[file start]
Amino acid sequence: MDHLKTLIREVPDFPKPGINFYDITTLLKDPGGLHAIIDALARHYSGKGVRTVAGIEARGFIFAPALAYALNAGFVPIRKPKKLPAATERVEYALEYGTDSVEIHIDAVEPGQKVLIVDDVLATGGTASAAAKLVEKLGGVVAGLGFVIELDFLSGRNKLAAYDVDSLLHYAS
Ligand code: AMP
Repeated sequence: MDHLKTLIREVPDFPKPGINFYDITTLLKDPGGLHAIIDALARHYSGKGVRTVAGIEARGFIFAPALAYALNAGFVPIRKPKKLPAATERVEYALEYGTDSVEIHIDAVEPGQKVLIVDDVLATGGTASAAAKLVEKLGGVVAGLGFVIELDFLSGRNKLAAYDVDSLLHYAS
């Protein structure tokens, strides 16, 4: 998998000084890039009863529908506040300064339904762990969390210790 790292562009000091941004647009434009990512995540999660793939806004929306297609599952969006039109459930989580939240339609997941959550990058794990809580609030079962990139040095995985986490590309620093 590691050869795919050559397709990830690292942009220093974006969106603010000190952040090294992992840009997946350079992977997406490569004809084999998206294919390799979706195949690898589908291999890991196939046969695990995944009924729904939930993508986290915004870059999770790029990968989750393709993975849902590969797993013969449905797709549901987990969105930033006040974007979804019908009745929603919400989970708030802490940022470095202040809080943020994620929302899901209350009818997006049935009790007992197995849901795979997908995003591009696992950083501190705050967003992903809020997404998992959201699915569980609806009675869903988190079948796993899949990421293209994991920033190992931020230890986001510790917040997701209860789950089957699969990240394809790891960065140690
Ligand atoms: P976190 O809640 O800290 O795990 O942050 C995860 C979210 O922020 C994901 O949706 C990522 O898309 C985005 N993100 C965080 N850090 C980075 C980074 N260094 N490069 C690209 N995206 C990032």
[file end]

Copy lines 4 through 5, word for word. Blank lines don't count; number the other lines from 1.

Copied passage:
């Protein structure tokens, strides 16, 4: 998998000084890039009863529908506040300064339904762990969390210790 790292562009000091941004647009434009990512995540999660793939806004929306297609599952969006039109459930989580939240339609997941959550990058794990809580609030079962990139040095995985986490590309620093 590691050869795919050559397709990830690292942009220093974006969106603010000190952040090294992992840009997946350079992977997406490569004809084999998206294919390799979706195949690898589908291999890991196939046969695990995944009924729904939930993508986290915004870059999770790029990968989750393709993975849902590969797993013969449905797709549901987990969105930033006040974007979804019908009745929603919400989970708030802490940022470095202040809080943020994620929302899901209350009818997006049935009790007992197995849901795979997908995003591009696992950083501190705050967003992903809020997404998992959201699915569980609806009675869903988190079948796993899949990421293209994991920033190992931020230890986001510790917040997701209860789950089957699969990240394809790891960065140690
Ligand atoms: P976190 O809640 O800290 O795990 O942050 C995860 C979210 O922020 C994901 O949706 C990522 O898309 C985005 N993100 C965080 N850090 C980075 C980074 N260094 N490069 C690209 N995206 C990032």